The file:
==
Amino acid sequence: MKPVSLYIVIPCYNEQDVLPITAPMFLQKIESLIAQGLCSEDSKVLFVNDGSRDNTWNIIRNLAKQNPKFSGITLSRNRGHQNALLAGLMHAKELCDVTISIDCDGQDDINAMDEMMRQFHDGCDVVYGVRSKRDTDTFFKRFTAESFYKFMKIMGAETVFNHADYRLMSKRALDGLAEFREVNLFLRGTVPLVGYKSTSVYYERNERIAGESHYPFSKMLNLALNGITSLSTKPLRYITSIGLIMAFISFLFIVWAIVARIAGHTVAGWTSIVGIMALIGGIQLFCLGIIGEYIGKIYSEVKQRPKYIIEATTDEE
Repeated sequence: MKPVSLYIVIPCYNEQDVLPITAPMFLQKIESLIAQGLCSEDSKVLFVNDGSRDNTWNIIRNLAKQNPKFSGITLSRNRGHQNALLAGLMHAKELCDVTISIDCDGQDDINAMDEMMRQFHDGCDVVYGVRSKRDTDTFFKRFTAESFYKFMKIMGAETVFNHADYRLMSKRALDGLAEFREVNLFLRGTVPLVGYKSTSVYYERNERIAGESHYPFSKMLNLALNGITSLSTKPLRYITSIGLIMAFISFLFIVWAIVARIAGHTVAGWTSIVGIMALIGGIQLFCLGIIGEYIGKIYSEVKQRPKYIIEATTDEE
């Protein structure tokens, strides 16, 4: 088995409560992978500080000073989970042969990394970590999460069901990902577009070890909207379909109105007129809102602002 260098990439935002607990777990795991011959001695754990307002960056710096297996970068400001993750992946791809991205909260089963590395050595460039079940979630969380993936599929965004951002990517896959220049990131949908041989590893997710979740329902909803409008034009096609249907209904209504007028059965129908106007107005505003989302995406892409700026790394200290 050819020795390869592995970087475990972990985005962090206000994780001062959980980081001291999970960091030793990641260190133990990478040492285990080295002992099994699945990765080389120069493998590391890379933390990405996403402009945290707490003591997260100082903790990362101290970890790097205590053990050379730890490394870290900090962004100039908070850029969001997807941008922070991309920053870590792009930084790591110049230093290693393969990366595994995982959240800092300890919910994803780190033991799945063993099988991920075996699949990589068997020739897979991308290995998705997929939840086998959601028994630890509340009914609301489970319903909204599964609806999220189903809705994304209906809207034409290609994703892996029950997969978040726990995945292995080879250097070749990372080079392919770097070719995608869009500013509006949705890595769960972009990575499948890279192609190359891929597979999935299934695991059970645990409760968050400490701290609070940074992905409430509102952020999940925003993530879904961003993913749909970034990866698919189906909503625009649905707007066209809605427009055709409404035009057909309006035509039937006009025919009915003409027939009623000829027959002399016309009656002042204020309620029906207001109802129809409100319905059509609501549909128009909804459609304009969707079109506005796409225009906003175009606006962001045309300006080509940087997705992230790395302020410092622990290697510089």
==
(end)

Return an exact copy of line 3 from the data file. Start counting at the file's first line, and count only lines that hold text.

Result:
């Protein structure tokens, strides 16, 4: 088995409560992978500080000073989970042969990394970590999460069901990902577009070890909207379909109105007129809102602002 260098990439935002607990777990795991011959001695754990307002960056710096297996970068400001993750992946791809991205909260089963590395050595460039079940979630969380993936599929965004951002990517896959220049990131949908041989590893997710979740329902909803409008034009096609249907209904209504007028059965129908106007107005505003989302995406892409700026790394200290 050819020795390869592995970087475990972990985005962090206000994780001062959980980081001291999970960091030793990641260190133990990478040492285990080295002992099994699945990765080389120069493998590391890379933390990405996403402009945290707490003591997260100082903790990362101290970890790097205590053990050379730890490394870290900090962004100039908070850029969001997807941008922070991309920053870590792009930084790591110049230093290693393969990366595994995982959240800092300890919910994803780190033991799945063993099988991920075996699949990589068997020739897979991308290995998705997929939840086998959601028994630890509340009914609301489970319903909204599964609806999220189903809705994304209906809207034409290609994703892996029950997969978040726990995945292995080879250097070749990372080079392919770097070719995608869009500013509006949705890595769960972009990575499948890279192609190359891929597979999935299934695991059970645990409760968050400490701290609070940074992905409430509102952020999940925003993530879904961003993913749909970034990866698919189906909503625009649905707007066209809605427009055709409404035009057909309006035509039937006009025919009915003409027939009623000829027959002399016309009656002042204020309620029906207001109802129809409100319905059509609501549909128009909804459609304009969707079109506005796409225009906003175009606006962001045309300006080509940087997705992230790395302020410092622990290697510089």